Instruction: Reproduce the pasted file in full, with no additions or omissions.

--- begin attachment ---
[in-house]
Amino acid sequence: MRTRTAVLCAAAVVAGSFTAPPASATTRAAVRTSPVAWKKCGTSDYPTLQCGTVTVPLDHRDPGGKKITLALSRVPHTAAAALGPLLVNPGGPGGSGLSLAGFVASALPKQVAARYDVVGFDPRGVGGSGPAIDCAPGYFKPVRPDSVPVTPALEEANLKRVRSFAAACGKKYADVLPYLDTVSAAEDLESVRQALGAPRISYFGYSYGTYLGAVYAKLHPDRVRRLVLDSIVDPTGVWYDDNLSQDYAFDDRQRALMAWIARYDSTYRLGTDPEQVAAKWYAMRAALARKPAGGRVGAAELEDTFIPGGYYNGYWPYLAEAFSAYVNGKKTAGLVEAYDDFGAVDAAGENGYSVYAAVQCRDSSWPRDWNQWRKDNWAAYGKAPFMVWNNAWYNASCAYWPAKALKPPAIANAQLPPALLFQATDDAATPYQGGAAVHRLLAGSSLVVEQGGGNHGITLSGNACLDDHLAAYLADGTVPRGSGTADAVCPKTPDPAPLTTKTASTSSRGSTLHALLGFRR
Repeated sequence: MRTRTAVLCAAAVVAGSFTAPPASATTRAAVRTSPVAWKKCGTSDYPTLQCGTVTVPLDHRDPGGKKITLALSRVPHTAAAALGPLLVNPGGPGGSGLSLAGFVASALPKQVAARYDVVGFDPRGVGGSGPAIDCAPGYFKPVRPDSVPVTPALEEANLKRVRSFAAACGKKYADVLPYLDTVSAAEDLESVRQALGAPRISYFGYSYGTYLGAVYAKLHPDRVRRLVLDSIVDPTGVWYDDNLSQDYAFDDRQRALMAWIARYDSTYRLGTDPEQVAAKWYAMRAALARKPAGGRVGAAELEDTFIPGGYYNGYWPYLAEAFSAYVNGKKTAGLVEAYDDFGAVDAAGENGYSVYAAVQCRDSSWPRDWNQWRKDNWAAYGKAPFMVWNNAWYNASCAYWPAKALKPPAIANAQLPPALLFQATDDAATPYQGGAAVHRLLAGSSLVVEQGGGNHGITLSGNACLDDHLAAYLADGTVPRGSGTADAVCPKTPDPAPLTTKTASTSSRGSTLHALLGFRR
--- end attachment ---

[in-house]
Amino acid sequence: MRTRTAVLCAAAVVAGSFTAPPASATTRAAVRTSPVAWKKCGTSDYPTLQCGTVTVPLDHRDPGGKKITLALSRVPHTAAAALGPLLVNPGGPGGSGLSLAGFVASALPKQVAARYDVVGFDPRGVGGSGPAIDCAPGYFKPVRPDSVPVTPALEEANLKRVRSFAAACGKKYADVLPYLDTVSAAEDLESVRQALGAPRISYFGYSYGTYLGAVYAKLHPDRVRRLVLDSIVDPTGVWYDDNLSQDYAFDDRQRALMAWIARYDSTYRLGTDPEQVAAKWYAMRAALARKPAGGRVGAAELEDTFIPGGYYNGYWPYLAEAFSAYVNGKKTAGLVEAYDDFGAVDAAGENGYSVYAAVQCRDSSWPRDWNQWRKDNWAAYGKAPFMVWNNAWYNASCAYWPAKALKPPAIANAQLPPALLFQATDDAATPYQGGAAVHRLLAGSSLVVEQGGGNHGITLSGNACLDDHLAAYLADGTVPRGSGTADAVCPKTPDPAPLTTKTASTSSRGSTLHALLGFRR
Repeated sequence: MRTRTAVLCAAAVVAGSFTAPPASATTRAAVRTSPVAWKKCGTSDYPTLQCGTVTVPLDHRDPGGKKITLALSRVPHTAAAALGPLLVNPGGPGGSGLSLAGFVASALPKQVAARYDVVGFDPRGVGGSGPAIDCAPGYFKPVRPDSVPVTPALEEANLKRVRSFAAACGKKYADVLPYLDTVSAAEDLESVRQALGAPRISYFGYSYGTYLGAVYAKLHPDRVRRLVLDSIVDPTGVWYDDNLSQDYAFDDRQRALMAWIARYDSTYRLGTDPEQVAAKWYAMRAALARKPAGGRVGAAELEDTFIPGGYYNGYWPYLAEAFSAYVNGKKTAGLVEAYDDFGAVDAAGENGYSVYAAVQCRDSSWPRDWNQWRKDNWAAYGKAPFMVWNNAWYNASCAYWPAKALKPPAIANAQLPPALLFQATDDAATPYQGGAAVHRLLAGSSLVVEQGGGNHGITLSGNACLDDHLAAYLADGTVPRGSGTADAVCPKTPDPAPLTTKTASTSSRGSTLHALLGFRR